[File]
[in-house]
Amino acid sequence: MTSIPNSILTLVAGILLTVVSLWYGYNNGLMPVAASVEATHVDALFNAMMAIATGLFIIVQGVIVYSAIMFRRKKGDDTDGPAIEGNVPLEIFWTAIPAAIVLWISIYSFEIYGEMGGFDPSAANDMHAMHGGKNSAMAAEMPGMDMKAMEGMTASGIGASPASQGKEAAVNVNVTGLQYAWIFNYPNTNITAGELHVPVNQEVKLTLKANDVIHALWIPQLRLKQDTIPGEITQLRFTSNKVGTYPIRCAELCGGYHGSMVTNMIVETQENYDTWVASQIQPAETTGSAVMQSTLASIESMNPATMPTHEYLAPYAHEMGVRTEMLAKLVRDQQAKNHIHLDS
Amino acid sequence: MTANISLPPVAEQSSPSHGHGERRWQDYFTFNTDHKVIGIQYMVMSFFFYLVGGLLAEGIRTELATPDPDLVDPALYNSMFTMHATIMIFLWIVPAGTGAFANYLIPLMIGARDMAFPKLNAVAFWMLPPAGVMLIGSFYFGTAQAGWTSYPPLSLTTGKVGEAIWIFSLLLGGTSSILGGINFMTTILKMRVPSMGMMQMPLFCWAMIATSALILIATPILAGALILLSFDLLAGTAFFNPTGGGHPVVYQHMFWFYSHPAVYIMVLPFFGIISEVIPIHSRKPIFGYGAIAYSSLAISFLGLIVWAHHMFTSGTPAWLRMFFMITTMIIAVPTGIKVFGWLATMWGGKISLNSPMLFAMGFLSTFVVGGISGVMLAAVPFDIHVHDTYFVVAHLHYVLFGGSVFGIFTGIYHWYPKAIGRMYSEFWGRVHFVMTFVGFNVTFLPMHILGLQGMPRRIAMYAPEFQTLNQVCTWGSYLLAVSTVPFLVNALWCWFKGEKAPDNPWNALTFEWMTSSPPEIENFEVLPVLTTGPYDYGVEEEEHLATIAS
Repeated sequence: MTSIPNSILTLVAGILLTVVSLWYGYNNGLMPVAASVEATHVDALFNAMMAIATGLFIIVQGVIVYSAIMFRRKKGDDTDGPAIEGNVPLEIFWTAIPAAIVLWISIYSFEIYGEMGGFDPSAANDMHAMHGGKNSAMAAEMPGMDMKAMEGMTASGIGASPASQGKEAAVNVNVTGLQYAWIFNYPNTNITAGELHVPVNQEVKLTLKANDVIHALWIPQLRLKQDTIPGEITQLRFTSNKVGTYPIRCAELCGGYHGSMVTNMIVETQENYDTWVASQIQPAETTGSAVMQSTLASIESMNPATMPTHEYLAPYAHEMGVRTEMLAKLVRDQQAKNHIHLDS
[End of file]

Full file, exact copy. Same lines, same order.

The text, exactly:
[in-house]
Amino acid sequence: MTSIPNSILTLVAGILLTVVSLWYGYNNGLMPVAASVEATHVDALFNAMMAIATGLFIIVQGVIVYSAIMFRRKKGDDTDGPAIEGNVPLEIFWTAIPAAIVLWISIYSFEIYGEMGGFDPSAANDMHAMHGGKNSAMAAEMPGMDMKAMEGMTASGIGASPASQGKEAAVNVNVTGLQYAWIFNYPNTNITAGELHVPVNQEVKLTLKANDVIHALWIPQLRLKQDTIPGEITQLRFTSNKVGTYPIRCAELCGGYHGSMVTNMIVETQENYDTWVASQIQPAETTGSAVMQSTLASIESMNPATMPTHEYLAPYAHEMGVRTEMLAKLVRDQQAKNHIHLDS
Amino acid sequence: MTANISLPPVAEQSSPSHGHGERRWQDYFTFNTDHKVIGIQYMVMSFFFYLVGGLLAEGIRTELATPDPDLVDPALYNSMFTMHATIMIFLWIVPAGTGAFANYLIPLMIGARDMAFPKLNAVAFWMLPPAGVMLIGSFYFGTAQAGWTSYPPLSLTTGKVGEAIWIFSLLLGGTSSILGGINFMTTILKMRVPSMGMMQMPLFCWAMIATSALILIATPILAGALILLSFDLLAGTAFFNPTGGGHPVVYQHMFWFYSHPAVYIMVLPFFGIISEVIPIHSRKPIFGYGAIAYSSLAISFLGLIVWAHHMFTSGTPAWLRMFFMITTMIIAVPTGIKVFGWLATMWGGKISLNSPMLFAMGFLSTFVVGGISGVMLAAVPFDIHVHDTYFVVAHLHYVLFGGSVFGIFTGIYHWYPKAIGRMYSEFWGRVHFVMTFVGFNVTFLPMHILGLQGMPRRIAMYAPEFQTLNQVCTWGSYLLAVSTVPFLVNALWCWFKGEKAPDNPWNALTFEWMTSSPPEIENFEVLPVLTTGPYDYGVEEEEHLATIAS
Repeated sequence: MTSIPNSILTLVAGILLTVVSLWYGYNNGLMPVAASVEATHVDALFNAMMAIATGLFIIVQGVIVYSAIMFRRKKGDDTDGPAIEGNVPLEIFWTAIPAAIVLWISIYSFEIYGEMGGFDPSAANDMHAMHGGKNSAMAAEMPGMDMKAMEGMTASGIGASPASQGKEAAVNVNVTGLQYAWIFNYPNTNITAGELHVPVNQEVKLTLKANDVIHALWIPQLRLKQDTIPGEITQLRFTSNKVGTYPIRCAELCGGYHGSMVTNMIVETQENYDTWVASQIQPAETTGSAVMQSTLASIESMNPATMPTHEYLAPYAHEMGVRTEMLAKLVRDQQAKNHIHLDS